Yes, we know the drill: range will vary with an EV, even more so than with a gas car. Nissan has now set out a number of scenarios to project the range of its Leaf EV. It confirms what we’ve been saying all along: this is not the car to buy if you like driving fast. There’s little doubt that a Baruthian blast could deplete one in some 30 miles or less. On the other hand, if you like driving at a steady 38 mph…
These scenarios (below) are supplied by Nissan, which also tells us that the battery in the Leaf will lose 20 to 30% of its capacity and range after ten years, depending on its usage and charging patterns. Regularly running the battery down more deeply, and charging it at higher speeds (quick-charge) will deteriorate the battery at a higher rate.
The EPA LA4 Test cycle is the obsolete pre-2008 City Cycle, upon which the Leaf’s nominal 100 mile range is based on, has been replaced with a more difficult LA6 City Cycle. Nissan should fess up, and show the results of the current city cycle.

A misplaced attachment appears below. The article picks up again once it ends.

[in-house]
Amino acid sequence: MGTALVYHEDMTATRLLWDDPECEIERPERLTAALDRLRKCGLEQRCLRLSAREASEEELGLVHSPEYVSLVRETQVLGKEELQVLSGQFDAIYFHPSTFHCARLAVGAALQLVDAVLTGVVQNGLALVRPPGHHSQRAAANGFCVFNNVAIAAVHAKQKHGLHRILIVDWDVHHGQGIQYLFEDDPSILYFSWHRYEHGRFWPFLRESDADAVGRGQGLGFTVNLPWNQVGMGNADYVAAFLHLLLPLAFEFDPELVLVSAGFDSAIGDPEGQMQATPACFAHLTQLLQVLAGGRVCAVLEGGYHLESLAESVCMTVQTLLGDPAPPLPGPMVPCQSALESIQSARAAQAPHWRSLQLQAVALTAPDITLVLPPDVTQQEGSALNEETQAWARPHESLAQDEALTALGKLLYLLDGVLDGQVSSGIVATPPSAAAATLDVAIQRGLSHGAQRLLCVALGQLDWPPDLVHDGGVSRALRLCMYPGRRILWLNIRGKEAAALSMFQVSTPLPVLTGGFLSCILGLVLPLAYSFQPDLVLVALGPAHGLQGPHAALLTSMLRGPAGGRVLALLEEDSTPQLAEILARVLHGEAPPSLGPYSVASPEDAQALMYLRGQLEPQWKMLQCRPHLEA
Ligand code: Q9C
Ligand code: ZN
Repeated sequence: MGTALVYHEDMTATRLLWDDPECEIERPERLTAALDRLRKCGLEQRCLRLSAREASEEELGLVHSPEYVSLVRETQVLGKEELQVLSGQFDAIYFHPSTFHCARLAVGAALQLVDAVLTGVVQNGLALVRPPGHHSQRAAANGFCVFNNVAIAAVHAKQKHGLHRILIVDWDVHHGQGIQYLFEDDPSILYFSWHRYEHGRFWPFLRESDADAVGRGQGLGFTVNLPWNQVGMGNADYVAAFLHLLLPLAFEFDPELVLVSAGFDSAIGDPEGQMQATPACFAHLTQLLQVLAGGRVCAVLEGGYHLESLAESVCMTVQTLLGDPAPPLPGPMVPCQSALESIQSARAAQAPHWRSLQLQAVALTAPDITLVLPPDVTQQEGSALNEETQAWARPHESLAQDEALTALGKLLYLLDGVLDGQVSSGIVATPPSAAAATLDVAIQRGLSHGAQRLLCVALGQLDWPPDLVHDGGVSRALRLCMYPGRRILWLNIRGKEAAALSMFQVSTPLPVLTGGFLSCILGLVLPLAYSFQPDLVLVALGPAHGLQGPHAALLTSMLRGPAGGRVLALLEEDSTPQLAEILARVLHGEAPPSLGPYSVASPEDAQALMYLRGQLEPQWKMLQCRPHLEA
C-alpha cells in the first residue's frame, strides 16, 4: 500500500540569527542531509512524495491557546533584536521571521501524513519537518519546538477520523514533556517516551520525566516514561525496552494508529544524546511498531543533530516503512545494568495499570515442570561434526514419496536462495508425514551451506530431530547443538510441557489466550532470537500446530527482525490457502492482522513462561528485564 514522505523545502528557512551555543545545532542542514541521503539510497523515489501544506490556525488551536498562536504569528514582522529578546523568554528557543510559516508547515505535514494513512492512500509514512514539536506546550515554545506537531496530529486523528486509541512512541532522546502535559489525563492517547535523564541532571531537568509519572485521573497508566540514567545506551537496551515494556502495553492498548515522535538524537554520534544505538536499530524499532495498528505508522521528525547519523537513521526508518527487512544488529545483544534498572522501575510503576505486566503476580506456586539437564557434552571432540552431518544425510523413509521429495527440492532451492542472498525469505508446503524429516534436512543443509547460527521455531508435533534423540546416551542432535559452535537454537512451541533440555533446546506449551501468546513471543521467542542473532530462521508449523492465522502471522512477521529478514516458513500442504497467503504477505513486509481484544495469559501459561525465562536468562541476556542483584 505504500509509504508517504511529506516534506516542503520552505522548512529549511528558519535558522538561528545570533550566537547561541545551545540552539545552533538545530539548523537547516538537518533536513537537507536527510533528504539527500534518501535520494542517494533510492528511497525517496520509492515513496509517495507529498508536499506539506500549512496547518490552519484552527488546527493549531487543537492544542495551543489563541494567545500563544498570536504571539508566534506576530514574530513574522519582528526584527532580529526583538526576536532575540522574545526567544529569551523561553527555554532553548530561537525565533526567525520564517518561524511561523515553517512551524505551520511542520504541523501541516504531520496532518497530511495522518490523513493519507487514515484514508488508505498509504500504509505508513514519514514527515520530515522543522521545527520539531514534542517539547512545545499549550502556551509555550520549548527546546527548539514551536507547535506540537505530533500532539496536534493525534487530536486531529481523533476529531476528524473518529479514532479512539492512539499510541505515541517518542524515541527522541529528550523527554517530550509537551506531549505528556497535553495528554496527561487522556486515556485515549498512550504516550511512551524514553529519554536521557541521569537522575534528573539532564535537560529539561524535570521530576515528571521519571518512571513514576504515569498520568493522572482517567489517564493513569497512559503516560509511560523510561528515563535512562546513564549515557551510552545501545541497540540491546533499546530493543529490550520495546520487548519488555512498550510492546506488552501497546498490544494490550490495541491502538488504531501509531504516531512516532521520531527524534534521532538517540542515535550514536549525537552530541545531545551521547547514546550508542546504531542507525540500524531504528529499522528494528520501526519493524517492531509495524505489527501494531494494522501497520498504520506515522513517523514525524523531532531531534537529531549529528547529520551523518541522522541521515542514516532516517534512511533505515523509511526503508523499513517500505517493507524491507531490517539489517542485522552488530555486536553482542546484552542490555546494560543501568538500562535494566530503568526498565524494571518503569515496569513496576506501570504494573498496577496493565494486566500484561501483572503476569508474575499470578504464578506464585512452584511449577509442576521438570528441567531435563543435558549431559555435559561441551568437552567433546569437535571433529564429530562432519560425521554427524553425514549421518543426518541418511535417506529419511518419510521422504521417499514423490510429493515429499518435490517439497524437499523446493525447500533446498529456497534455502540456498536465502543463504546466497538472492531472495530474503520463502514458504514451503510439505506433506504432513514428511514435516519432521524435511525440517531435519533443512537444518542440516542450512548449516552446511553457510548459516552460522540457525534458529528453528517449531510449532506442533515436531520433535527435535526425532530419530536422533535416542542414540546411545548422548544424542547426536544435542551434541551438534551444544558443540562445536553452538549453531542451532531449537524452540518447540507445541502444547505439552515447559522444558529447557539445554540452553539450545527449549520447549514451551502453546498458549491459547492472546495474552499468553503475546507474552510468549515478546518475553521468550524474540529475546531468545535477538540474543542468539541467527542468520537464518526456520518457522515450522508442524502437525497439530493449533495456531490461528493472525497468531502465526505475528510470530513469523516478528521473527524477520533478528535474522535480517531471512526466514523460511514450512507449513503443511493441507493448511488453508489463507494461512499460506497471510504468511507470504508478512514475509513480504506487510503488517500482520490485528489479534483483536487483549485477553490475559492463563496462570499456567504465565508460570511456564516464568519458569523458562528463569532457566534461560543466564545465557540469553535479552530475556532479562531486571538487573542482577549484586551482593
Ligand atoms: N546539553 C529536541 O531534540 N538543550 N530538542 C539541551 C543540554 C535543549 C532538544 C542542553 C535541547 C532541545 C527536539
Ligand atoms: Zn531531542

And an average speed of 55 mph for the highway scenario is also low: the EPA’s Highway Cycle has a 60 mph average. And we all know how many of us drive at sixty. EV range melts disproportionately at higher speeds than a conventional car, because an IC engine runs at relatively higher efficiency at higher speeds (not absolute economy), whereas an electric motor’s efficiency is more constant, and shines at the city speeds, which are the IC’s nemesis.
It will be interesting to see the Nissan’s range at seventy and eighty. Let’s not forget, the Volt was primarily designed for the more typical American driving conditions, for a reason.